Travel Partner: Ask2Travel
Logistics Partner: ITALY LINES
Rental Partner: Europrent
Supporter of Carbon Neutralization: Green Evolution
Supporters: Women's Entrepreneurs Development Club, Biolea, CEO Clubs, Dourakis Winery, Fisika, Reload Greece, Salis Restaurant
Communication Sponsors: epixeiro, ANT1, CretaLive
To see the program in detail and to participate, click here.
About Global Sustain
Founded in 2006, Global Sustain with offices in Athens, Berlin, Brussels, London, New York and Nicosia, creates awareness and inspires and supports companies and organisations to embody sustainability, through advisory, communications, networking and training, with a focus on the people-planet-profit philosophy. Its members include corporations, non-governmental and non-profit organisations, municipalities and local authorities, educational foundations, media, professional bodies, think tanks and other public or private entities. Global Sustain is a signatory to the Ten Principles of the UN Global Compact, to the Principles for Responsible Investment (PRI), a GRI Data Partner and Organisational Stakeholder (OS), an affiliated member of the Academy of Business in Society, Social Value International, Institute of Directors, CEO Clubs and EFQM. www.globalsustain.org / www.globalsustaingroup.com
About the European Sustainability Academy (ESA)
The European Sustainability Academy (ESA), is the first of its kind to be built in Europe, as an off-grid, natural materials, biophilia designed, seminar and management training center on the Greek island of Crete. It is an international center for Sustainable Enterprise and Corporate Social Responsibility (CSR) with a focus on training and research in leadership and management of sustainable business. This unique and beautiful example of sustainable architecture is powered only by renewable source energy from the Cretan sun. To provide an immersive sustainability learning experience, the site was carefully chosen in a EU Natura 2000 protected area, magnificent ancient olive grove of 8 acres in the Cretan mountain village of Drapanos. ESA clients come from across the globe from sectors including tourism, energy, waste management and construction as well as circular economy entrepreneurship and innovation. https://eurosustainability.org/
NAEM's EHS & Sustainability Management Forum is the largest annual gathering of environment, health and safety (EHS) and sustainability decision-makers. Attend this year’s Forum to find answers to some of your toughest EHS and sustainability challenges and network with the best in the industry. This year’s program will include 5 different tracks, over 25 sessions, and will be led by more than 90 EHS and sustainability leaders. Register today before it sells out!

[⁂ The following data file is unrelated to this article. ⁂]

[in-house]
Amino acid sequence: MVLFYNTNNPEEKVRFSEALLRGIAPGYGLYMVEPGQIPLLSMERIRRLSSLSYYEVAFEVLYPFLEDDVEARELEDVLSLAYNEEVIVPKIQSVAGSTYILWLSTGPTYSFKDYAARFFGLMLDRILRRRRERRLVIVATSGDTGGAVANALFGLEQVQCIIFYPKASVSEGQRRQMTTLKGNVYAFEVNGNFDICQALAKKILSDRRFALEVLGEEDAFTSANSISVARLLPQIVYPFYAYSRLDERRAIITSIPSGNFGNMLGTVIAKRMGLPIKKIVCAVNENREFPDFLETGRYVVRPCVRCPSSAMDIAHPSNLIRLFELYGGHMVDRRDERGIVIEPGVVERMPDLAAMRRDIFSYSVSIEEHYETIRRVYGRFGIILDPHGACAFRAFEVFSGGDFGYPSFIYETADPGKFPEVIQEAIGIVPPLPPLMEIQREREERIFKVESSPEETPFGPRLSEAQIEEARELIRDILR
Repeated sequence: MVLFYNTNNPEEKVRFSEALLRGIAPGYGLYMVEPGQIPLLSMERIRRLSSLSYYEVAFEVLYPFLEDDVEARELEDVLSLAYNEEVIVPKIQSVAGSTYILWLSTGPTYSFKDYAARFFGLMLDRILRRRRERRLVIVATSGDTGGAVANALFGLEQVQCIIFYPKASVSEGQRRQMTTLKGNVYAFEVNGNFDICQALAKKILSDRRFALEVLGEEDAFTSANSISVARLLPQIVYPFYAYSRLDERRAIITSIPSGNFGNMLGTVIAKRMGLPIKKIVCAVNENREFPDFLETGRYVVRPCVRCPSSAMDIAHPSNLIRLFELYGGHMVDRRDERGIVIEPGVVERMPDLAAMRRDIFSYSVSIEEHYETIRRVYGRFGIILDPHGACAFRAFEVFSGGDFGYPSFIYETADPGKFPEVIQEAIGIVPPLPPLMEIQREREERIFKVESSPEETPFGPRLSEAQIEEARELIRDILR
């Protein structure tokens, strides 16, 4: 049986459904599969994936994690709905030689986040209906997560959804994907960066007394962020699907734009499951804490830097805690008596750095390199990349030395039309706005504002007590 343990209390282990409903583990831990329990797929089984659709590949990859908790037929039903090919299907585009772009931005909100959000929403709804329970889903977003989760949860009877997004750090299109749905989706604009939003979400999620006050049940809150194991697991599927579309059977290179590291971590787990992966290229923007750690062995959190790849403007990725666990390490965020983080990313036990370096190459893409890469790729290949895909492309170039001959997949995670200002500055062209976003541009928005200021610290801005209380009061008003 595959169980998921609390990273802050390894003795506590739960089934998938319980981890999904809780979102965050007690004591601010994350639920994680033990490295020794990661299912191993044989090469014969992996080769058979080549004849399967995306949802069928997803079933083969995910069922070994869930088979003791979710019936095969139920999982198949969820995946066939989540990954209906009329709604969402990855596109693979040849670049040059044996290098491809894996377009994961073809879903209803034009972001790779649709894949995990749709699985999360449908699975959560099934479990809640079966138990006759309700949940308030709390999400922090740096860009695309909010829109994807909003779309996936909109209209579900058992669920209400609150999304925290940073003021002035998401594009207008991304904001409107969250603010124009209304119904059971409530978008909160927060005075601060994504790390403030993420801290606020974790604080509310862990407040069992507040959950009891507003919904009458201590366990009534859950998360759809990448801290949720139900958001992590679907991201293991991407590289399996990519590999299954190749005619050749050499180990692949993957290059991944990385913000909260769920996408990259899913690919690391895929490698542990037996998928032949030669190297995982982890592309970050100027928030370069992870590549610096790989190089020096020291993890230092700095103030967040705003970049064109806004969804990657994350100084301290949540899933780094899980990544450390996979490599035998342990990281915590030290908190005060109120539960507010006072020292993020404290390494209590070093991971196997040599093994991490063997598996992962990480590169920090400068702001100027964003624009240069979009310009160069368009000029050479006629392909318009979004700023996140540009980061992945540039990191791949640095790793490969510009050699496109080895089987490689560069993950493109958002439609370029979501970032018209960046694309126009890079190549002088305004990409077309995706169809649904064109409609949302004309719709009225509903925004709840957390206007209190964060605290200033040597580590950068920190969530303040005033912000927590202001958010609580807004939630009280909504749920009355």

Subaru of America, Inc. today unveiled a one-of-a-kind display at the 2019 New York International Auto Show, honoring the automaker’s long-standing support of the national parks and partnership with the National Park Foundation. The Subaru display allows attendees to experience Yosemite, Denali, Arches and Yellowstone national parks from inside New York’s Jacob K. Javits Convention Center. Auto show attendees are immersed in a 360-degree, floor-to-ceiling experience, designed to celebrate the relationship between Subaru customers, their love for outdoor adventure, and the introduction of the all-new 2020 Outback – the most adventurous, most reliable, safest and best Outback ever.
“Through our partnership with the National Park Foundation, we have provided nearly $20 million in support since 2013, funding programs and projects in more than 100 national parks that help protect these treasured places and increase public awareness and engagement across the National Park System,” said Thomas J. Doll, CEO and President, Subaru of America, Inc. “With this incredible exhibit, we continue to honor that partnership by bringing the beauty of our national parks to the auto show. This truly is a one-of-a-kind display that we know resonates with our owners who care so deeply for the environment, and we hope to continue to honor our partnership by bringing awareness of our national parks to those who have not yet had a chance to experience them.”